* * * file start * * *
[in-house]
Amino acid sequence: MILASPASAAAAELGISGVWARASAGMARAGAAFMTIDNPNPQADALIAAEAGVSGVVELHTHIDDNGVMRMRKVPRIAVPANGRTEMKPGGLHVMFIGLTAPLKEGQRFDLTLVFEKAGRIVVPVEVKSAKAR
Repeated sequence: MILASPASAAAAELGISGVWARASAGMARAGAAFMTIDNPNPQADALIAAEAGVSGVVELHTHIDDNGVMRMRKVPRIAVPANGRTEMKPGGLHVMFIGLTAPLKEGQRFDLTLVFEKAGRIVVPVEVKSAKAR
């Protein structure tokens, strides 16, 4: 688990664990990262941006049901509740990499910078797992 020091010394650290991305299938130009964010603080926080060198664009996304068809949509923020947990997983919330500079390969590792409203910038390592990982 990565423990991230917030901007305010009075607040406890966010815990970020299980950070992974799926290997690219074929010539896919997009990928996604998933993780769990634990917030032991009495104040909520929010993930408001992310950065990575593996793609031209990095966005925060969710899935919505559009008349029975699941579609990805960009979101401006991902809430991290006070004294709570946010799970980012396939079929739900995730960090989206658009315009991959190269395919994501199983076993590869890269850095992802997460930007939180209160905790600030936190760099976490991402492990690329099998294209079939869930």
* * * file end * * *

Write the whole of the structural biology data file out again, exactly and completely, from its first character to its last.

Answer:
[in-house]
Amino acid sequence: MILASPASAAAAELGISGVWARASAGMARAGAAFMTIDNPNPQADALIAAEAGVSGVVELHTHIDDNGVMRMRKVPRIAVPANGRTEMKPGGLHVMFIGLTAPLKEGQRFDLTLVFEKAGRIVVPVEVKSAKAR
Repeated sequence: MILASPASAAAAELGISGVWARASAGMARAGAAFMTIDNPNPQADALIAAEAGVSGVVELHTHIDDNGVMRMRKVPRIAVPANGRTEMKPGGLHVMFIGLTAPLKEGQRFDLTLVFEKAGRIVVPVEVKSAKAR
């Protein structure tokens, strides 16, 4: 688990664990990262941006049901509740990499910078797992 020091010394650290991305299938130009964010603080926080060198664009996304068809949509923020947990997983919330500079390969590792409203910038390592990982 990565423990991230917030901007305010009075607040406890966010815990970020299980950070992974799926290997690219074929010539896919997009990928996604998933993780769990634990917030032991009495104040909520929010993930408001992310950065990575593996793609031209990095966005925060969710899935919505559009008349029975699941579609990805960009979101401006991902809430991290006070004294709570946010799970980012396939079929739900995730960090989206658009315009991959190269395919994501199983076993590869890269850095992802997460930007939180209160905790600030936190760099976490991402492990690329099998294209079939869930």